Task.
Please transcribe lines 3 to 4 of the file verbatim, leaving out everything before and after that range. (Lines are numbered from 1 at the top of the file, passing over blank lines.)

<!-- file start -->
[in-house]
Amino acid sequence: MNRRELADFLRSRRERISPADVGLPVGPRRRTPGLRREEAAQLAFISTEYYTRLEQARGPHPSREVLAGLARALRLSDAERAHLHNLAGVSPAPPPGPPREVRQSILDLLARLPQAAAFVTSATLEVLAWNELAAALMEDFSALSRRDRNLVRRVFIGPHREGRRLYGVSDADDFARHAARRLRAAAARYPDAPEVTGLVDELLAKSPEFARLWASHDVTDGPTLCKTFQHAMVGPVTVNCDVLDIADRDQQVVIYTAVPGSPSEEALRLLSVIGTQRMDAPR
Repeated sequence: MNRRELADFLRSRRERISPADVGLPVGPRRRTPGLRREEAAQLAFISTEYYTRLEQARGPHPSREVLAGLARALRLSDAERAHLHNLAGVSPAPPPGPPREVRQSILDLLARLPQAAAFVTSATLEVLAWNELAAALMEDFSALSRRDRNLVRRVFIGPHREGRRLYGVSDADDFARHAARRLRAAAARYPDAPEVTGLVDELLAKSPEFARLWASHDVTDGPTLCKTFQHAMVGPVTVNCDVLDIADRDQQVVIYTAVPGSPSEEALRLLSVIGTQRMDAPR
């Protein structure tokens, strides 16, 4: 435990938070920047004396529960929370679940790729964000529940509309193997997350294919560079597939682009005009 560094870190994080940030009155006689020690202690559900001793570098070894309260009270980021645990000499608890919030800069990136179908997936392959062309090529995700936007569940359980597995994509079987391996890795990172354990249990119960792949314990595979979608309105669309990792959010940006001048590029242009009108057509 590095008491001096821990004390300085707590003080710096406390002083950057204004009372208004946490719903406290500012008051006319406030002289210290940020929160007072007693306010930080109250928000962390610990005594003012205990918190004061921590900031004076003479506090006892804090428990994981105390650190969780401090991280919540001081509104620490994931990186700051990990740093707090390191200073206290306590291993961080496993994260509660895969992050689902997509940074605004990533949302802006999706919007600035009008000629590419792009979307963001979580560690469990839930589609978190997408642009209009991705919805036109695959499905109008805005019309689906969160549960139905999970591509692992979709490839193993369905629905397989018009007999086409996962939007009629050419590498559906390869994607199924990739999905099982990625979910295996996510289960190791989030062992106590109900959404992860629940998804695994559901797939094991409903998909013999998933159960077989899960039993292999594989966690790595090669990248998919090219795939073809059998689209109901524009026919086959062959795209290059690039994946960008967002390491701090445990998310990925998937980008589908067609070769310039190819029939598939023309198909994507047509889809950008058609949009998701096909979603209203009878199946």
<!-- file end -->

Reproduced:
Repeated sequence: MNRRELADFLRSRRERISPADVGLPVGPRRRTPGLRREEAAQLAFISTEYYTRLEQARGPHPSREVLAGLARALRLSDAERAHLHNLAGVSPAPPPGPPREVRQSILDLLARLPQAAAFVTSATLEVLAWNELAAALMEDFSALSRRDRNLVRRVFIGPHREGRRLYGVSDADDFARHAARRLRAAAARYPDAPEVTGLVDELLAKSPEFARLWASHDVTDGPTLCKTFQHAMVGPVTVNCDVLDIADRDQQVVIYTAVPGSPSEEALRLLSVIGTQRMDAPR
């Protein structure tokens, strides 16, 4: 435990938070920047004396529960929370679940790729964000529940509309193997997350294919560079597939682009005009 560094870190994080940030009155006689020690202690559900001793570098070894309260009270980021645990000499608890919030800069990136179908997936392959062309090529995700936007569940359980597995994509079987391996890795990172354990249990119960792949314990595979979608309105669309990792959010940006001048590029242009009108057509 590095008491001096821990004390300085707590003080710096406390002083950057204004009372208004946490719903406290500012008051006319406030002289210290940020929160007072007693306010930080109250928000962390610990005594003012205990918190004061921590900031004076003479506090006892804090428990994981105390650190969780401090991280919540001081509104620490994931990186700051990990740093707090390191200073206290306590291993961080496993994260509660895969992050689902997509940074605004990533949302802006999706919007600035009008000629590419792009979307963001979580560690469990839930589609978190997408642009209009991705919805036109695959499905109008805005019309689906969160549960139905999970591509692992979709490839193993369905629905397989018009007999086409996962939007009629050419590498559906390869994607199924990739999905099982990625979910295996996510289960190791989030062992106590109900959404992860629940998804695994559901797939094991409903998909013999998933159960077989899960039993292999594989966690790595090669990248998919090219795939073809059998689209109901524009026919086959062959795209290059690039994946960008967002390491701090445990998310990925998937980008589908067609070769310039190819029939598939023309198909994507047509889809950008058609949009998701096909979603209203009878199946």